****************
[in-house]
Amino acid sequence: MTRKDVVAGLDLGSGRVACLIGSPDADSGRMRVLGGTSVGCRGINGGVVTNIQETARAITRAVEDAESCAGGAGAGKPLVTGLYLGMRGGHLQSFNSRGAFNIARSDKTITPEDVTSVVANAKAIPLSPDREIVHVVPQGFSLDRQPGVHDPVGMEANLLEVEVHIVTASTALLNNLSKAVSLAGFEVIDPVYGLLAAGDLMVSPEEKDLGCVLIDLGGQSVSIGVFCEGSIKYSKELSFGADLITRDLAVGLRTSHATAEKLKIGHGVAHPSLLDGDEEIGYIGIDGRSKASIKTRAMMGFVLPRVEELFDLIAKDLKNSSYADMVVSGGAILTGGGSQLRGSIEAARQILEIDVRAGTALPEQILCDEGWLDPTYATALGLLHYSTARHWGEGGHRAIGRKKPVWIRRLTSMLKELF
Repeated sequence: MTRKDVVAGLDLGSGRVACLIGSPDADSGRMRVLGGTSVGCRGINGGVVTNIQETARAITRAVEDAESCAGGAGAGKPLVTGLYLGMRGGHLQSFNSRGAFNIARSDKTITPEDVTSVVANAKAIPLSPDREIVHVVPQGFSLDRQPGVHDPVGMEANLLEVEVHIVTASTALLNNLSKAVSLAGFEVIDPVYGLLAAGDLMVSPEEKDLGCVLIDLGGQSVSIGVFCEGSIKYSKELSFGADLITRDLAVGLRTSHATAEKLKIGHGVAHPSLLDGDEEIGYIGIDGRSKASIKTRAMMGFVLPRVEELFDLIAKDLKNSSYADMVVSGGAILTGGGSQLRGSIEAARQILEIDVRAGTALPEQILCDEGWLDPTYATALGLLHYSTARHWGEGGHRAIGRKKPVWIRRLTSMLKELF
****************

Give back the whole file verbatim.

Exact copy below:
[in-house]
Amino acid sequence: MTRKDVVAGLDLGSGRVACLIGSPDADSGRMRVLGGTSVGCRGINGGVVTNIQETARAITRAVEDAESCAGGAGAGKPLVTGLYLGMRGGHLQSFNSRGAFNIARSDKTITPEDVTSVVANAKAIPLSPDREIVHVVPQGFSLDRQPGVHDPVGMEANLLEVEVHIVTASTALLNNLSKAVSLAGFEVIDPVYGLLAAGDLMVSPEEKDLGCVLIDLGGQSVSIGVFCEGSIKYSKELSFGADLITRDLAVGLRTSHATAEKLKIGHGVAHPSLLDGDEEIGYIGIDGRSKASIKTRAMMGFVLPRVEELFDLIAKDLKNSSYADMVVSGGAILTGGGSQLRGSIEAARQILEIDVRAGTALPEQILCDEGWLDPTYATALGLLHYSTARHWGEGGHRAIGRKKPVWIRRLTSMLKELF
Repeated sequence: MTRKDVVAGLDLGSGRVACLIGSPDADSGRMRVLGGTSVGCRGINGGVVTNIQETARAITRAVEDAESCAGGAGAGKPLVTGLYLGMRGGHLQSFNSRGAFNIARSDKTITPEDVTSVVANAKAIPLSPDREIVHVVPQGFSLDRQPGVHDPVGMEANLLEVEVHIVTASTALLNNLSKAVSLAGFEVIDPVYGLLAAGDLMVSPEEKDLGCVLIDLGGQSVSIGVFCEGSIKYSKELSFGADLITRDLAVGLRTSHATAEKLKIGHGVAHPSLLDGDEEIGYIGIDGRSKASIKTRAMMGFVLPRVEELFDLIAKDLKNSSYADMVVSGGAILTGGGSQLRGSIEAARQILEIDVRAGTALPEQILCDEGWLDPTYATALGLLHYSTARHWGEGGHRAIGRKKPVWIRRLTSMLKELF